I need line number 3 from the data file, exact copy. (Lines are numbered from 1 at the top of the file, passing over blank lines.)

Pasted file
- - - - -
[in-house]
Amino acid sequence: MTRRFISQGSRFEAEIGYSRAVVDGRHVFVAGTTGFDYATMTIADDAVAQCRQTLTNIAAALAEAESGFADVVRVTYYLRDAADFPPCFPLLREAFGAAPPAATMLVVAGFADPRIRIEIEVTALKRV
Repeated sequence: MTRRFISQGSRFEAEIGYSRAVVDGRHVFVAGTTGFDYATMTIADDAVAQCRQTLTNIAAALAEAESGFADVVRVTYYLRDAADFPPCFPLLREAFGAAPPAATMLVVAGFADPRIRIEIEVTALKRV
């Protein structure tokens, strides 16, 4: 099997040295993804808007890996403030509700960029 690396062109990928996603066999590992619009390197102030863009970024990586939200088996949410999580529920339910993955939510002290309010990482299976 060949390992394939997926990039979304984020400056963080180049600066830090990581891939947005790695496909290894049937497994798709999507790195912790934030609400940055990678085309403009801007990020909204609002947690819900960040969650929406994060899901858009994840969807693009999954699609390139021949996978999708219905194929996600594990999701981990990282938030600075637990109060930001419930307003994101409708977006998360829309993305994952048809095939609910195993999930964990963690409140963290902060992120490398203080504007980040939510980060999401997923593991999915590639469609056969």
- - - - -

Repeated sequence: MTRRFISQGSRFEAEIGYSRAVVDGRHVFVAGTTGFDYATMTIADDAVAQCRQTLTNIAAALAEAESGFADVVRVTYYLRDAADFPPCFPLLREAFGAAPPAATMLVVAGFADPRIRIEIEVTALKRV